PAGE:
The High Court has allowed an appeal against a decision of the New South Wales Court of Criminal Appeal on the presumption of lack of criminal responsibility by offenders under 14 years of age. The appellant was 11 to 12 years old when he allegedly sexually abused his younger brother on two occasions. A child offender under 14 years old is presumed to not be responsible for his or her crimes, though this presumption can be rebutted by evidence that the offender was aware that the conduct was seriously wrong, as distinct from an act of ‘mere naughtiness or mischief’ (see NSWCCA at ). The NSWCCA unanimously upheld the trial judge’s ruling that the presumption was rebutted by evidence that the appellant was aware of his victim’s distress, and was concerned that his actions would be discovered, showing that he knew the conduct was seriously wrong. The NSWCCA was divided, however, on whether that reasoning also applied to the second abuse, where there was no evidence of distress or concern. The Court of Criminal Appeal also unanimously held that the presumption was rebutted in another later instance where the appellant ceased his conduct when the complainant said he was ‘sick of’ what the appellant had done. Ultimately the NSWCCA upheld the trial judge’s sentence of two years and five months imprisonment.
The Court unanimously allowed the appeal. The plurality (Kiefel, Bell, Keane and Gordon JJ) held that the presumption was not rebutted because the prosecution failed to adduce evidence, beyond the circumstances of the offences, to establish that despite his intellectual limitations the appellant understood the moral wrongness of his acts (at ). While the conduct here went beyond ‘ordinary childish sexual experimentation’, that did not necessarily mean that the appellant thought it to be morally wrong, as opposed to ‘rude or naughty’ (at ). Further, evidence that the appellant used a condom was significant and ought not to have been disregarded by the appeal judges: that the appellant at the age of 11 years and six months knew about anal intercourse and the need to use condoms suggested he had been exposed to sexually explicit material or had been abused, and yet the prosecution did not adduce evidence to clarify details of his environment or upbringing (at ). Finally, it cannot be assumed that a child of 11 years and six months understands that inflicting hurt and distress on a sibling constitutes serious wrongdoing, and clear evidence beyond implications drawn from the appellant’s observations of his brother’s distress and lack of consent were needed (at ). Absent further evidence on the appellant’s development, upbringing, and school performance, it was not open to conclude that the appellant, with his intellectual limitations, was proved beyond reasonable doubt to have understood that his conduct was seriously wrong in a moral sense (at ).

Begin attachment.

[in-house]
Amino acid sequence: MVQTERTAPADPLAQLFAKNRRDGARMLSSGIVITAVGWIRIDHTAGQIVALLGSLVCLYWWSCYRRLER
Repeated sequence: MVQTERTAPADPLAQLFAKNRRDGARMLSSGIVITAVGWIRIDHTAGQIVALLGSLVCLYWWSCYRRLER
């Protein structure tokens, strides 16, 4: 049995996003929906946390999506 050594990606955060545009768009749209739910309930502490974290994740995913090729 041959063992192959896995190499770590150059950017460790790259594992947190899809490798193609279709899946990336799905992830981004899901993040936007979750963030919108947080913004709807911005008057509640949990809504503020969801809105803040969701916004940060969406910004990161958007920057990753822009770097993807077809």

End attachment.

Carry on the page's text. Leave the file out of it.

Gageler J also allowed the appeal, holding that on the totality of the evidence adduced at trial, a reasonable doubt remained as to whether the appellant understood the intercourse was seriously wrong by normal adult standards (at ). While the transcript of the police interview several years later showed that the appellant’s conduct went far beyond ‘normal childish behaviour’ and that he knew he would be subject to some kind of punishment if found out (at ), the other evidence relating to his mental capacity and his significant intellectual disability exposes a significant gap in the evidence as to the appellant’s cognitive development at the time of the alleged offending (at –). Consequently, his capacity to understand that the conduct was seriously wrong by normal adult standards remained a ‘real and unanswered question’ (at ), and thus the evidence could not support the trial judge’s finding of guilt.
|High Court Judgment|| HCA 53||21 December 2016|
|High Court Documents||RP v The Queen
|Full Court Hearing|
|Special Leave Hearing|| HCATrans 162||21 July 2016|
|Appeal from NSWCCA|| NSWCCA 215||26 August 2015|
|Trial Judgment, NSWDC
||Case No 2012/330538||5 December 2014|